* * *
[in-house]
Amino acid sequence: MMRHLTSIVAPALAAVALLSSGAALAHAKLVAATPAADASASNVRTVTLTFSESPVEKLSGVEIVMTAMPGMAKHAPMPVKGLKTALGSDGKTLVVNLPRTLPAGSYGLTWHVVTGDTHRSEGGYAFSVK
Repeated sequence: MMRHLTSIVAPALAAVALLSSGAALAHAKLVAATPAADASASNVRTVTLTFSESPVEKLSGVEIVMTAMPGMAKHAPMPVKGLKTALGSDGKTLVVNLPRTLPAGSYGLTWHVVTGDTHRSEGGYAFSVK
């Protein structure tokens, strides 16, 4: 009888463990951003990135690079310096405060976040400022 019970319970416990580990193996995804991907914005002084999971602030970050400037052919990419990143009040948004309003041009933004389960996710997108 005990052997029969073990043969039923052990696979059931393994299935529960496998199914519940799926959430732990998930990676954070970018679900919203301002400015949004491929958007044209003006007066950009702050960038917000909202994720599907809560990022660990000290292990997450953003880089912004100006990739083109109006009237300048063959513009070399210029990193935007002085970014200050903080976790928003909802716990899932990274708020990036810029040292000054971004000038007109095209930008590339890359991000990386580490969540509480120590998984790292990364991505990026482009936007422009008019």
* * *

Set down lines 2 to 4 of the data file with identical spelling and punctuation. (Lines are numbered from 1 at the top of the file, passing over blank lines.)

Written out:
Amino acid sequence: MMRHLTSIVAPALAAVALLSSGAALAHAKLVAATPAADASASNVRTVTLTFSESPVEKLSGVEIVMTAMPGMAKHAPMPVKGLKTALGSDGKTLVVNLPRTLPAGSYGLTWHVVTGDTHRSEGGYAFSVK
Repeated sequence: MMRHLTSIVAPALAAVALLSSGAALAHAKLVAATPAADASASNVRTVTLTFSESPVEKLSGVEIVMTAMPGMAKHAPMPVKGLKTALGSDGKTLVVNLPRTLPAGSYGLTWHVVTGDTHRSEGGYAFSVK
């Protein structure tokens, strides 16, 4: 009888463990951003990135690079310096405060976040400022 019970319970416990580990193996995804991907914005002084999971602030970050400037052919990419990143009040948004309003041009933004389960996710997108 005990052997029969073990043969039923052990696979059931393994299935529960496998199914519940799926959430732990998930990676954070970018679900919203301002400015949004491929958007044209003006007066950009702050960038917000909202994720599907809560990022660990000290292990997450953003880089912004100006990739083109109006009237300048063959513009070399210029990193935007002085970014200050903080976790928003909802716990899932990274708020990036810029040292000054971004000038007109095209930008590339890359991000990386580490969540509480120590998984790292990364991505990026482009936007422009008019």